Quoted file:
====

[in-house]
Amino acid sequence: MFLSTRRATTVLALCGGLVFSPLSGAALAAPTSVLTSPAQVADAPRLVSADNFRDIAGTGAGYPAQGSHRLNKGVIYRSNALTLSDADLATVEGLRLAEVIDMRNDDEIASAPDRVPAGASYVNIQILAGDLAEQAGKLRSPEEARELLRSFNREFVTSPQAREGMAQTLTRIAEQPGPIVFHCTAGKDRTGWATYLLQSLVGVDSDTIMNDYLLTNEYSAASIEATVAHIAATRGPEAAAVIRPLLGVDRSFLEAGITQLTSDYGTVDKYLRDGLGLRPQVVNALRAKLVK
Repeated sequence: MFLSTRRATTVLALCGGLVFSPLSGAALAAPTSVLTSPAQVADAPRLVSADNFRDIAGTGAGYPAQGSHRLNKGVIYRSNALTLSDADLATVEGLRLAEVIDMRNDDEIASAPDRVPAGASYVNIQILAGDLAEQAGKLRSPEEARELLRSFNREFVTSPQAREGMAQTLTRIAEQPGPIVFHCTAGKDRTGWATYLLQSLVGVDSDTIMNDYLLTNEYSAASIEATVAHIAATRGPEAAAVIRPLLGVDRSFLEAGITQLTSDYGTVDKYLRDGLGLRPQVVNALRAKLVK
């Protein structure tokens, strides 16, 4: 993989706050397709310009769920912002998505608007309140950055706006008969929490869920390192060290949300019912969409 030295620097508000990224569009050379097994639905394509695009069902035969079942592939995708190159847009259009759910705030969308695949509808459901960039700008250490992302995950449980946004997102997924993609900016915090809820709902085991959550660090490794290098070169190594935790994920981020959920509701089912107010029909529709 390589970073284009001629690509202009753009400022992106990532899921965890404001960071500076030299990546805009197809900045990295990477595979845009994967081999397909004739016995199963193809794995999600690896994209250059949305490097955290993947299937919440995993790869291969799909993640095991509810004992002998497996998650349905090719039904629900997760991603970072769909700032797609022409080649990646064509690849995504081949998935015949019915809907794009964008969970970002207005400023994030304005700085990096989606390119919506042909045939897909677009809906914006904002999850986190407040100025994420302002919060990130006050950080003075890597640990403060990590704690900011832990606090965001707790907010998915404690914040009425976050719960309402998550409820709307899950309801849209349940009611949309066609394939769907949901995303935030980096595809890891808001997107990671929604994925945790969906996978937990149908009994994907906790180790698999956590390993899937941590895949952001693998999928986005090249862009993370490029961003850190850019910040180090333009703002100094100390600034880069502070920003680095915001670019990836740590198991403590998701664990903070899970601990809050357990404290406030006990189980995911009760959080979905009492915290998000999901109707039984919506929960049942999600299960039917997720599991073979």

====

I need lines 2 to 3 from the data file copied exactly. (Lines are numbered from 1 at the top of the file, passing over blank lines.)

Amino acid sequence: MFLSTRRATTVLALCGGLVFSPLSGAALAAPTSVLTSPAQVADAPRLVSADNFRDIAGTGAGYPAQGSHRLNKGVIYRSNALTLSDADLATVEGLRLAEVIDMRNDDEIASAPDRVPAGASYVNIQILAGDLAEQAGKLRSPEEARELLRSFNREFVTSPQAREGMAQTLTRIAEQPGPIVFHCTAGKDRTGWATYLLQSLVGVDSDTIMNDYLLTNEYSAASIEATVAHIAATRGPEAAAVIRPLLGVDRSFLEAGITQLTSDYGTVDKYLRDGLGLRPQVVNALRAKLVK
Repeated sequence: MFLSTRRATTVLALCGGLVFSPLSGAALAAPTSVLTSPAQVADAPRLVSADNFRDIAGTGAGYPAQGSHRLNKGVIYRSNALTLSDADLATVEGLRLAEVIDMRNDDEIASAPDRVPAGASYVNIQILAGDLAEQAGKLRSPEEARELLRSFNREFVTSPQAREGMAQTLTRIAEQPGPIVFHCTAGKDRTGWATYLLQSLVGVDSDTIMNDYLLTNEYSAASIEATVAHIAATRGPEAAAVIRPLLGVDRSFLEAGITQLTSDYGTVDKYLRDGLGLRPQVVNALRAKLVK